We made considerable progress on the issues of how the Historical Investigations Unit would work in practice and what sort of reflection in statute would be needed for the Implementation and Reconciliation Group. A number of issues were more or less resolved, although a key problem was establishing a mutually agreeable arrangement when it came to matters relating to national security. The Government made it very clear that we would provide the fullest possible disclosure for the HIU, but we have to ensure that documents that go from the HIU into the public domain do not jeopardise national security.
I thank the Secretary of State for what I thought was a helpful answer. As I have said, the planned Stormont House agreement Bill was supposed to include new mechanisms to deal with the past so that victims and their families could find out more about what happened during the conflict, to ensure that justice was done, and to provide better help and support for those who were affected. Is it not critical that that work is not lost or forgotten, and that we take it forward? How do the Government propose to do that, and will the families be included in the process?
As I have said, I think it important for discussions to take place with victims’ groups on charting a way forward. I also think it important for the issue not to be parked by the Northern Ireland parties pending the Assembly elections. We cannot let it rest for another year without taking action. We need to find a way to make progress, and we should try to retain the progress made in the Stormont House talks, which, as I have said, involved broad agreement on a number of important issues.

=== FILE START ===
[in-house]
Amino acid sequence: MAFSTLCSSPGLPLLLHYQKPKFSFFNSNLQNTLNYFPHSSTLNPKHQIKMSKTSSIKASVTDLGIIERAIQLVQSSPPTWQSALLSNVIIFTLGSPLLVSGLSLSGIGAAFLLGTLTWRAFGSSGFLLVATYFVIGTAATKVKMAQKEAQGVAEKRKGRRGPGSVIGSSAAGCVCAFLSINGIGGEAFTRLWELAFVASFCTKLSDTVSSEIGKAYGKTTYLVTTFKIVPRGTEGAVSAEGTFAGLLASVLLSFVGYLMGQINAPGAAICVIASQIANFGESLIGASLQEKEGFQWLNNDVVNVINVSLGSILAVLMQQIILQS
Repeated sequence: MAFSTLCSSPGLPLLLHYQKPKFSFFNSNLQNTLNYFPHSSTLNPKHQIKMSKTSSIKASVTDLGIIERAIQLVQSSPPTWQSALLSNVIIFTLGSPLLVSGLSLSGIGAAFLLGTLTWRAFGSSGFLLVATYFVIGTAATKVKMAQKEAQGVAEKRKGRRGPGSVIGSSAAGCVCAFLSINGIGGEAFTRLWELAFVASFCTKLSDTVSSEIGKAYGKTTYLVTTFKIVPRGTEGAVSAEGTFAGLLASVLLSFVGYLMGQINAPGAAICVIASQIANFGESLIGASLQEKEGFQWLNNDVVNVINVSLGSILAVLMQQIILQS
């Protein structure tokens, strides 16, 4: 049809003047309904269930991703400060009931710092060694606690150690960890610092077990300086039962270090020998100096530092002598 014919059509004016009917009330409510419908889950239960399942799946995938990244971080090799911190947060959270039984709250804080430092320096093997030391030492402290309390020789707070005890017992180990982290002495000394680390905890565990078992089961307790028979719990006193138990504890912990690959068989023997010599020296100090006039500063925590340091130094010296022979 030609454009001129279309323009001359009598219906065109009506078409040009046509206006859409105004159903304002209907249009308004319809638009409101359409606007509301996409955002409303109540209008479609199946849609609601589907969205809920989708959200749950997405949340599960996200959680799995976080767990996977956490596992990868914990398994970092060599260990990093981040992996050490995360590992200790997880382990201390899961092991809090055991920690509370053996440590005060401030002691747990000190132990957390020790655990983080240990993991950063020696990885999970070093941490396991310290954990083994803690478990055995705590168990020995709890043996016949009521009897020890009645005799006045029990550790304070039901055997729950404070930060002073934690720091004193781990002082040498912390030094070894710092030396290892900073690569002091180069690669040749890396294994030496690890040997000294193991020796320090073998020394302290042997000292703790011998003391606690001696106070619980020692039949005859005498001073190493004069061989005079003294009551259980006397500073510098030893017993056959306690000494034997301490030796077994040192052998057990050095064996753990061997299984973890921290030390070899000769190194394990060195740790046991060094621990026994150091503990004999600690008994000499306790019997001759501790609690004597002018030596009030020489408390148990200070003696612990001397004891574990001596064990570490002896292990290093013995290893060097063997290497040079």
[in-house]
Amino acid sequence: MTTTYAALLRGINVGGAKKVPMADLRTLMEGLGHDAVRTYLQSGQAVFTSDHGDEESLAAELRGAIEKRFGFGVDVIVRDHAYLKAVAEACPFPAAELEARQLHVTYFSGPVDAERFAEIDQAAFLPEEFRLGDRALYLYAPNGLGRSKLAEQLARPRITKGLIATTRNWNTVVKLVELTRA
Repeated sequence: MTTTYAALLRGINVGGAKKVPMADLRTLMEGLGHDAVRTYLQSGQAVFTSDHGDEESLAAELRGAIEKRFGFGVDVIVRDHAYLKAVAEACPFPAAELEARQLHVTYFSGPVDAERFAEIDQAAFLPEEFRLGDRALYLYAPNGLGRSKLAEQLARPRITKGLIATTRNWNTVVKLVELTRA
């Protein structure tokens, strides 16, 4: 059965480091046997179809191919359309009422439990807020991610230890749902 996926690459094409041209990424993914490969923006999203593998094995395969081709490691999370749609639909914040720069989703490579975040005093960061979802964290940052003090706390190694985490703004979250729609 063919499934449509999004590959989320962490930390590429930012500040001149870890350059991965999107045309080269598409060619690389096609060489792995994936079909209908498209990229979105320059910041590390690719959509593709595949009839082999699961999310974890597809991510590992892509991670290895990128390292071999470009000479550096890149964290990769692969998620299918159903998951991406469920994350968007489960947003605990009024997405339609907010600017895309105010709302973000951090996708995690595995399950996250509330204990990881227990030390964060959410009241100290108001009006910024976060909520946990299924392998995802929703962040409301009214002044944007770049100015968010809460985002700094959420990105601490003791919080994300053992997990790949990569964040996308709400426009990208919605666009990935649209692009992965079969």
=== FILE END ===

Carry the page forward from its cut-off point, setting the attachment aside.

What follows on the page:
The recent political talks established significant common ground between the parties on dealing with the past, but, sadly, not enough to allow us to legislate at this point. We will keep working to achieve the necessary consensus to allow new structures for dealing with the past to be established.
Does the Secretary of State agree that one of the key ways of moving away from the past, and from the lure of paramilitary activity, is to improve the economy of Northern Ireland, which currently has a higher level of working-age inactivity than any other region in the United Kingdom? What measures are the UK Government taking to help the Assembly to improve employment opportunities for young people in particular?